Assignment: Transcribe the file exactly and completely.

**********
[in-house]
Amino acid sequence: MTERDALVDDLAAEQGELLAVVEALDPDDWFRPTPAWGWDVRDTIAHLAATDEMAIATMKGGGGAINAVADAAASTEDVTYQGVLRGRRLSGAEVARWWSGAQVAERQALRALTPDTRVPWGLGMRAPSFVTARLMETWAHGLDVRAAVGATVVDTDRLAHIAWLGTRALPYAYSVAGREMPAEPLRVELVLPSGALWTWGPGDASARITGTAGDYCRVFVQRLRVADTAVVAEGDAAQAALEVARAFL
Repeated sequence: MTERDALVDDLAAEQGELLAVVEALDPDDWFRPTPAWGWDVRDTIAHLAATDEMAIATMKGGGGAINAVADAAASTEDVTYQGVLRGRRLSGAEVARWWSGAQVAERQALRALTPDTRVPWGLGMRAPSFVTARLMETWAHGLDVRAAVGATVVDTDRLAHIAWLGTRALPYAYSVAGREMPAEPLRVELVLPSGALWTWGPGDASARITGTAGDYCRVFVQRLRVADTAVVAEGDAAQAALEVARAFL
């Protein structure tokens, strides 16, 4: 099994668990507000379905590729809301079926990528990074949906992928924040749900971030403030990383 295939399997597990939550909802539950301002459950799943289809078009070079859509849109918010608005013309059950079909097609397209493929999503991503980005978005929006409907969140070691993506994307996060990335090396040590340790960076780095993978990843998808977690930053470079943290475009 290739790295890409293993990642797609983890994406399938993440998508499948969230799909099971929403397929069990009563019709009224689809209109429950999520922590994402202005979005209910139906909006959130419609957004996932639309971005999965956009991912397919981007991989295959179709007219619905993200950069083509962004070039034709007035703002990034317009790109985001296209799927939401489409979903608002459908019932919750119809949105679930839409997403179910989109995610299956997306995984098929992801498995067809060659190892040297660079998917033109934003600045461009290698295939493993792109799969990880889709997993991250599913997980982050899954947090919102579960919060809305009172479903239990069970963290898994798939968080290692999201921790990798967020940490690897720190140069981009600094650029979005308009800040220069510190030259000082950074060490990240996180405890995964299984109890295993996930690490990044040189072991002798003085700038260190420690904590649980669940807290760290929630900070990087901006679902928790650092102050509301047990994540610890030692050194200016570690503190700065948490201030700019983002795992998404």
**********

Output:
[in-house]
Amino acid sequence: MTERDALVDDLAAEQGELLAVVEALDPDDWFRPTPAWGWDVRDTIAHLAATDEMAIATMKGGGGAINAVADAAASTEDVTYQGVLRGRRLSGAEVARWWSGAQVAERQALRALTPDTRVPWGLGMRAPSFVTARLMETWAHGLDVRAAVGATVVDTDRLAHIAWLGTRALPYAYSVAGREMPAEPLRVELVLPSGALWTWGPGDASARITGTAGDYCRVFVQRLRVADTAVVAEGDAAQAALEVARAFL
Repeated sequence: MTERDALVDDLAAEQGELLAVVEALDPDDWFRPTPAWGWDVRDTIAHLAATDEMAIATMKGGGGAINAVADAAASTEDVTYQGVLRGRRLSGAEVARWWSGAQVAERQALRALTPDTRVPWGLGMRAPSFVTARLMETWAHGLDVRAAVGATVVDTDRLAHIAWLGTRALPYAYSVAGREMPAEPLRVELVLPSGALWTWGPGDASARITGTAGDYCRVFVQRLRVADTAVVAEGDAAQAALEVARAFL
């Protein structure tokens, strides 16, 4: 099994668990507000379905590729809301079926990528990074949906992928924040749900971030403030990383 295939399997597990939550909802539950301002459950799943289809078009070079859509849109918010608005013309059950079909097609397209493929999503991503980005978005929006409907969140070691993506994307996060990335090396040590340790960076780095993978990843998808977690930053470079943290475009 290739790295890409293993990642797609983890994406399938993440998508499948969230799909099971929403397929069990009563019709009224689809209109429950999520922590994402202005979005209910139906909006959130419609957004996932639309971005999965956009991912397919981007991989295959179709007219619905993200950069083509962004070039034709007035703002990034317009790109985001296209799927939401489409979903608002459908019932919750119809949105679930839409997403179910989109995610299956997306995984098929992801498995067809060659190892040297660079998917033109934003600045461009290698295939493993792109799969990880889709997993991250599913997980982050899954947090919102579960919060809305009172479903239990069970963290898994798939968080290692999201921790990798967020940490690897720190140069981009600094650029979005308009800040220069510190030259000082950074060490990240996180405890995964299984109890295993996930690490990044040189072991002798003085700038260190420690904590649980669940807290760290929630900070990087901006679902928790650092102050509301047990994540610890030692050194200016570690503190700065948490201030700019983002795992998404």